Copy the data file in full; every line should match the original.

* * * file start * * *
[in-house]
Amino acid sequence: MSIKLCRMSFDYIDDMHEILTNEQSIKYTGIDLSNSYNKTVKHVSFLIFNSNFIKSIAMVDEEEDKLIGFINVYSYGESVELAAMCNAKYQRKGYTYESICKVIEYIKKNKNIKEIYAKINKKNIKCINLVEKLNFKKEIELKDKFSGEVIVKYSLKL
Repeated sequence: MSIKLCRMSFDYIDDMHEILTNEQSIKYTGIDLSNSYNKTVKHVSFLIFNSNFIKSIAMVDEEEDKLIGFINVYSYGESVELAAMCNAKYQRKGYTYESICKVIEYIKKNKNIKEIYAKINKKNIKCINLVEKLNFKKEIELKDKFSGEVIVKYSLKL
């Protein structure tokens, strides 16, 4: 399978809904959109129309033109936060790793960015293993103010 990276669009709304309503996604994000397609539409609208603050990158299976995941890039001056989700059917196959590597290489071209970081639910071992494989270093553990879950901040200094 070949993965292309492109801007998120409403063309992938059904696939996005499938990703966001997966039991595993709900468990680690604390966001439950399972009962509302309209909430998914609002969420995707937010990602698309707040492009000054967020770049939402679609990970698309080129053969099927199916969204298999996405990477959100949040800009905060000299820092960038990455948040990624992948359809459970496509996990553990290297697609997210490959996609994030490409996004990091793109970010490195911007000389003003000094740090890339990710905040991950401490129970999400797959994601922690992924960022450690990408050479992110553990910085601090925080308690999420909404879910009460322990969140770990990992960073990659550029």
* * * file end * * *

[in-house]
Amino acid sequence: MSIKLCRMSFDYIDDMHEILTNEQSIKYTGIDLSNSYNKTVKHVSFLIFNSNFIKSIAMVDEEEDKLIGFINVYSYGESVELAAMCNAKYQRKGYTYESICKVIEYIKKNKNIKEIYAKINKKNIKCINLVEKLNFKKEIELKDKFSGEVIVKYSLKL
Repeated sequence: MSIKLCRMSFDYIDDMHEILTNEQSIKYTGIDLSNSYNKTVKHVSFLIFNSNFIKSIAMVDEEEDKLIGFINVYSYGESVELAAMCNAKYQRKGYTYESICKVIEYIKKNKNIKEIYAKINKKNIKCINLVEKLNFKKEIELKDKFSGEVIVKYSLKL
């Protein structure tokens, strides 16, 4: 399978809904959109129309033109936060790793960015293993103010 990276669009709304309503996604994000397609539409609208603050990158299976995941890039001056989700059917196959590597290489071209970081639910071992494989270093553990879950901040200094 070949993965292309492109801007998120409403063309992938059904696939996005499938990703966001997966039991595993709900468990680690604390966001439950399972009962509302309209909430998914609002969420995707937010990602698309707040492009000054967020770049939402679609990970698309080129053969099927199916969204298999996405990477959100949040800009905060000299820092960038990455948040990624992948359809459970496509996990553990290297697609997210490959996609994030490409996004990091793109970010490195911007000389003003000094740090890339990710905040991950401490129970999400797959994601922690992924960022450690990408050479992110553990910085601090925080308690999420909404879910009460322990969140770990990992960073990659550029």